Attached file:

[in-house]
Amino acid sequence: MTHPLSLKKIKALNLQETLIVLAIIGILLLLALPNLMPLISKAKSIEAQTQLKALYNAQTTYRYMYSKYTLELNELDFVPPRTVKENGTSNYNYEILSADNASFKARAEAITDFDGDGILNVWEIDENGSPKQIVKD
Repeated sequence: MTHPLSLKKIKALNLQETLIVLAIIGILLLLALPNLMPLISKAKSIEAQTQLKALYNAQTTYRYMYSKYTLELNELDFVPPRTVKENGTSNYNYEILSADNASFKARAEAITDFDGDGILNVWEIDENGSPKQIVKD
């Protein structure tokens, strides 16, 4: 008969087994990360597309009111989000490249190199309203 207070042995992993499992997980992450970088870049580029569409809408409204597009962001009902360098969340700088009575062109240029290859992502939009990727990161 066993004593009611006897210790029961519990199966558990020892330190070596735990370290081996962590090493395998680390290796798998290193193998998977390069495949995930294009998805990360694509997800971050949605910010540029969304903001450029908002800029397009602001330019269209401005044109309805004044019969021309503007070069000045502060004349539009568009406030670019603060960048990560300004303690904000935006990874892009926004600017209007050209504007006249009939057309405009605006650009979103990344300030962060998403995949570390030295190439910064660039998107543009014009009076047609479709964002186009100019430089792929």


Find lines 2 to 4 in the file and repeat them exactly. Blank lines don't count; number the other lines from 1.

Amino acid sequence: MTHPLSLKKIKALNLQETLIVLAIIGILLLLALPNLMPLISKAKSIEAQTQLKALYNAQTTYRYMYSKYTLELNELDFVPPRTVKENGTSNYNYEILSADNASFKARAEAITDFDGDGILNVWEIDENGSPKQIVKD
Repeated sequence: MTHPLSLKKIKALNLQETLIVLAIIGILLLLALPNLMPLISKAKSIEAQTQLKALYNAQTTYRYMYSKYTLELNELDFVPPRTVKENGTSNYNYEILSADNASFKARAEAITDFDGDGILNVWEIDENGSPKQIVKD
């Protein structure tokens, strides 16, 4: 008969087994990360597309009111989000490249190199309203 207070042995992993499992997980992450970088870049580029569409809408409204597009962001009902360098969340700088009575062109240029290859992502939009990727990161 066993004593009611006897210790029961519990199966558990020892330190070596735990370290081996962590090493395998680390290796798998290193193998998977390069495949995930294009998805990360694509997800971050949605910010540029969304903001450029908002800029397009602001330019269209401005044109309805004044019969021309503007070069000045502060004349539009568009406030670019603060960048990560300004303690904000935006990874892009926004600017209007050209504007006249009939057309405009605006650009979103990344300030962060998403995949570390030295190439910064660039998107543009014009009076047609479709964002186009100019430089792929």